The London and Slough Run was established in 1984 to support the homeless and people in need.
Each week the charity distributes items such as food, drink, clothing, bedding and toiletries to over three hundred people who come along to the various distribution points situated on the streets of London and Slough.
Staffed solely by volunteers, a key focus is on offering, where possible, support - taking time out to listen to those who are looking for help and who often have no-one else to whom to turn.
A naive reader might suppose that a successful tour requires only that each rider sustains his inner Mike through good food, the right clothing and not getting [too] lost going from A to B each day. But spare a thought for the bike – two thin wheels, a light frame and a chain – that has to carry a substantial load up and down hills every day. Although usually stalwart and uncomplaining, the Bikes of the Mikes occasionally have a wobble and need to lay down. Literally. Bike punctures, chain problems, broken wheels and worn-out brakes have been some of the Tour events to date, which is why having Lydia, Malcolm & Denese on hand is so helpful to provide cycle triage. Bike maintenance is an ongoing requirement for such a long ride, and the Mikes are now adept at adjusting chainsets, cranks and derailleurs.
After their rest in Venice, the Mikes went silent and the Editor feared the worst. After all, they were riding in a country with the only active volcanoes in Europe, whose national animal was the wolf, and where there were half a million visits to exorcists each year. Mick still had Grims on his tail, Fr Michael might have been gang-pressed into active duty, and there was that matter of the free 24-hour red wine fountain in Caldari di Ortona. The potential for disaster was high.
Readers will be relieved that none of these dangers arose and the team arrived on schedule in Ferrara on Monday (47 miles) and went to Tole on Tuesday (54 miles). They visited the Ferrari circuit and the classic car museum, and had another rainy ride. But no lava, ravenous beasts or ghostly figures in black were encountered.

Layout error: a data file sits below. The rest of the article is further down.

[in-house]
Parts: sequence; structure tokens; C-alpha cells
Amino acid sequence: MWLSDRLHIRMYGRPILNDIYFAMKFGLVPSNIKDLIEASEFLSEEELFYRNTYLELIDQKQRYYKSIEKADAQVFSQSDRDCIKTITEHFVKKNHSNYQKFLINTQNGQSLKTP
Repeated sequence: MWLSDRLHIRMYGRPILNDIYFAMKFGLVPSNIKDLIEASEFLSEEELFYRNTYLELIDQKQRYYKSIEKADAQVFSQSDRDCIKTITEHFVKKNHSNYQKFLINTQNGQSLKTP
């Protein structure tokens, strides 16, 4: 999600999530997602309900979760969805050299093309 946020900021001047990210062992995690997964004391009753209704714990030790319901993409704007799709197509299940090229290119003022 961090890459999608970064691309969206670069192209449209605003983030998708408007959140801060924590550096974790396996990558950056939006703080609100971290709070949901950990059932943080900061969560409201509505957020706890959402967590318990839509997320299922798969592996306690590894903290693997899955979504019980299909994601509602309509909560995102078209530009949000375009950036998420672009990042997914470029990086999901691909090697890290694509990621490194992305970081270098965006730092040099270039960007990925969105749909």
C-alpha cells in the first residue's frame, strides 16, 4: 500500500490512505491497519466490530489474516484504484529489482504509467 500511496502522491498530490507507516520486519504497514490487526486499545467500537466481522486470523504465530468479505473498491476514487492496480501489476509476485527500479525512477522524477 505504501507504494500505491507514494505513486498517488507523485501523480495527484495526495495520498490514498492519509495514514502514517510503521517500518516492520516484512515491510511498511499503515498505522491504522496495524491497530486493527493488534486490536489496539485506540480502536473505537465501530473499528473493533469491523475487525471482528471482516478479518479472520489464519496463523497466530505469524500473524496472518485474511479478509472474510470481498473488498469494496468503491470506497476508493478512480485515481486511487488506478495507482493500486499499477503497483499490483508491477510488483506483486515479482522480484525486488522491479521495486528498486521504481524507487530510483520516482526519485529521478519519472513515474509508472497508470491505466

The LASR asks readers to cast their minds back two days to Saturday (we realise this is difficult on a bank holiday weekend, but please do try). The Four Mikes are riding to Padua and the storm clouds are gathered low. Then the deluge hits, with thunder and lightning and buckets of rain. The Mikes decide to shelter under the safest place in a storm – a big tree. (At this point in the story, the Editor is having strong reservations about their collective judgement, but we digress). Whilst huddling together for warmth, they notice an ostrich walk by. This was followed by an other ostrich, two tortoises, a giraffe, and a couple of wildebeest. Clearly the local zoo had flooded, and soon enough, a harassed-looking hipster guy with an illegible name tag (“N—“) came running out of the woods yelling “You haven’t seen two camels have you?”
Being the Good Samaritans they are, the Mikes helped the Zookeeper round up his animals and herd them back in the zoo enclosure, which oddly enough, seemed to be floating. Mick claims Fr Michael was a natural at all this – particularly with the lions, tigers and bears (oh my!) The Zookeeper offered them a lift (“There is room for two more”) but they politely declined and carried on their ride.
(As related by Mick Claridge, all rights reserved.)